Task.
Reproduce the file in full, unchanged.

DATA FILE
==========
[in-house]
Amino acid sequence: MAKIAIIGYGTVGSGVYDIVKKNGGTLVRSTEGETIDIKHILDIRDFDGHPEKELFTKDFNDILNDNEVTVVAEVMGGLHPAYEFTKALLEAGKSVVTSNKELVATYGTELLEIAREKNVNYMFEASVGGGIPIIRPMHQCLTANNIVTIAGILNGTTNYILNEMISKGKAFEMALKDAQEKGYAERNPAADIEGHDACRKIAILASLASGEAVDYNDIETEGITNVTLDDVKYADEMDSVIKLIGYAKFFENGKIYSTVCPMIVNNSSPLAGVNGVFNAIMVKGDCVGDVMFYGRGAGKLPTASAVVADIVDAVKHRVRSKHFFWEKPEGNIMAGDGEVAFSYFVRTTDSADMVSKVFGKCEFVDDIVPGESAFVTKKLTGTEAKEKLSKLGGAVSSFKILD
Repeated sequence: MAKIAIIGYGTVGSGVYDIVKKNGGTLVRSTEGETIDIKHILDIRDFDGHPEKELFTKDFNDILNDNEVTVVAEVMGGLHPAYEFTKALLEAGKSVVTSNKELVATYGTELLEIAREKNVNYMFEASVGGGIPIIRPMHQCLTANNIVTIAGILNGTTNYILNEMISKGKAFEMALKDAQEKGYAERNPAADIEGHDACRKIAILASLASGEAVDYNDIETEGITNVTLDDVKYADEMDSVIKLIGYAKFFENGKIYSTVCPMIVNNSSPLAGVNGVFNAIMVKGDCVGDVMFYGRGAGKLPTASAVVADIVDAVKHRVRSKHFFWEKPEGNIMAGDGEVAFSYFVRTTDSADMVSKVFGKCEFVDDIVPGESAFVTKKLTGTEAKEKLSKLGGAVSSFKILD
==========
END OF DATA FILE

[in-house]
Amino acid sequence: MAKIAIIGYGTVGSGVYDIVKKNGGTLVRSTEGETIDIKHILDIRDFDGHPEKELFTKDFNDILNDNEVTVVAEVMGGLHPAYEFTKALLEAGKSVVTSNKELVATYGTELLEIAREKNVNYMFEASVGGGIPIIRPMHQCLTANNIVTIAGILNGTTNYILNEMISKGKAFEMALKDAQEKGYAERNPAADIEGHDACRKIAILASLASGEAVDYNDIETEGITNVTLDDVKYADEMDSVIKLIGYAKFFENGKIYSTVCPMIVNNSSPLAGVNGVFNAIMVKGDCVGDVMFYGRGAGKLPTASAVVADIVDAVKHRVRSKHFFWEKPEGNIMAGDGEVAFSYFVRTTDSADMVSKVFGKCEFVDDIVPGESAFVTKKLTGTEAKEKLSKLGGAVSSFKILD
Repeated sequence: MAKIAIIGYGTVGSGVYDIVKKNGGTLVRSTEGETIDIKHILDIRDFDGHPEKELFTKDFNDILNDNEVTVVAEVMGGLHPAYEFTKALLEAGKSVVTSNKELVATYGTELLEIAREKNVNYMFEASVGGGIPIIRPMHQCLTANNIVTIAGILNGTTNYILNEMISKGKAFEMALKDAQEKGYAERNPAADIEGHDACRKIAILASLASGEAVDYNDIETEGITNVTLDDVKYADEMDSVIKLIGYAKFFENGKIYSTVCPMIVNNSSPLAGVNGVFNAIMVKGDCVGDVMFYGRGAGKLPTASAVVADIVDAVKHRVRSKHFFWEKPEGNIMAGDGEVAFSYFVRTTDSADMVSKVFGKCEFVDDIVPGESAFVTKKLTGTEAKEKLSKLGGAVSSFKILD